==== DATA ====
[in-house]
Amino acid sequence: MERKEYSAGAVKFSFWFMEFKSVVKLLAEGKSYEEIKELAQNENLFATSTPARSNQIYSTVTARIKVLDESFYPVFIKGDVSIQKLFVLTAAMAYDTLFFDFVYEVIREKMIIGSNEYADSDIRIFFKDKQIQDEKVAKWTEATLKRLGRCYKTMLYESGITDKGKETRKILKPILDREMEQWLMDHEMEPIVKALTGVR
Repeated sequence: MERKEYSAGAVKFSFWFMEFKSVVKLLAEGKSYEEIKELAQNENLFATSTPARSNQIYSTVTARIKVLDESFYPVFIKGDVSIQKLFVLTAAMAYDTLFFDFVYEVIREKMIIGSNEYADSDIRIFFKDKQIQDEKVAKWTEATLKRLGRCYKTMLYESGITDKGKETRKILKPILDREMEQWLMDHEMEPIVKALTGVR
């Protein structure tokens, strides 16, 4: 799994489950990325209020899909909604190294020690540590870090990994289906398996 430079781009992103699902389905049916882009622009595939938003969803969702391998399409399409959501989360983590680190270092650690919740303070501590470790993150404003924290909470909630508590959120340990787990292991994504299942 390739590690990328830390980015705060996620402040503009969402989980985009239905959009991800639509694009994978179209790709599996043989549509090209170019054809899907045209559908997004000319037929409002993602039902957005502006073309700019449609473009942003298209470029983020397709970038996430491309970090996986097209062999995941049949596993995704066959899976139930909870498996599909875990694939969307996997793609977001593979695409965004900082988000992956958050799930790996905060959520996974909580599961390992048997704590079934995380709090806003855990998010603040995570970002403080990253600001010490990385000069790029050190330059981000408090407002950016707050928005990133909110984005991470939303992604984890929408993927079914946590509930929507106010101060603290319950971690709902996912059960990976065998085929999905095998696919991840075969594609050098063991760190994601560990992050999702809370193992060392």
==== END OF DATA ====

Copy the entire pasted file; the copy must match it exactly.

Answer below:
[in-house]
Amino acid sequence: MERKEYSAGAVKFSFWFMEFKSVVKLLAEGKSYEEIKELAQNENLFATSTPARSNQIYSTVTARIKVLDESFYPVFIKGDVSIQKLFVLTAAMAYDTLFFDFVYEVIREKMIIGSNEYADSDIRIFFKDKQIQDEKVAKWTEATLKRLGRCYKTMLYESGITDKGKETRKILKPILDREMEQWLMDHEMEPIVKALTGVR
Repeated sequence: MERKEYSAGAVKFSFWFMEFKSVVKLLAEGKSYEEIKELAQNENLFATSTPARSNQIYSTVTARIKVLDESFYPVFIKGDVSIQKLFVLTAAMAYDTLFFDFVYEVIREKMIIGSNEYADSDIRIFFKDKQIQDEKVAKWTEATLKRLGRCYKTMLYESGITDKGKETRKILKPILDREMEQWLMDHEMEPIVKALTGVR
């Protein structure tokens, strides 16, 4: 799994489950990325209020899909909604190294020690540590870090990994289906398996 430079781009992103699902389905049916882009622009595939938003969803969702391998399409399409959501989360983590680190270092650690919740303070501590470790993150404003924290909470909630508590959120340990787990292991994504299942 390739590690990328830390980015705060996620402040503009969402989980985009239905959009991800639509694009994978179209790709599996043989549509090209170019054809899907045209559908997004000319037929409002993602039902957005502006073309700019449609473009942003298209470029983020397709970038996430491309970090996986097209062999995941049949596993995704066959899976139930909870498996599909875990694939969307996997793609977001593979695409965004900082988000992956958050799930790996905060959520996974909580599961390992048997704590079934995380709090806003855990998010603040995570970002403080990253600001010490990385000069790029050190330059981000408090407002950016707050928005990133909110984005991470939303992604984890929408993927079914946590509930929507106010101060603290319950971690709902996912059960990976065998085929999905095998696919991840075969594609050098063991760190994601560990992050999702809370193992060392």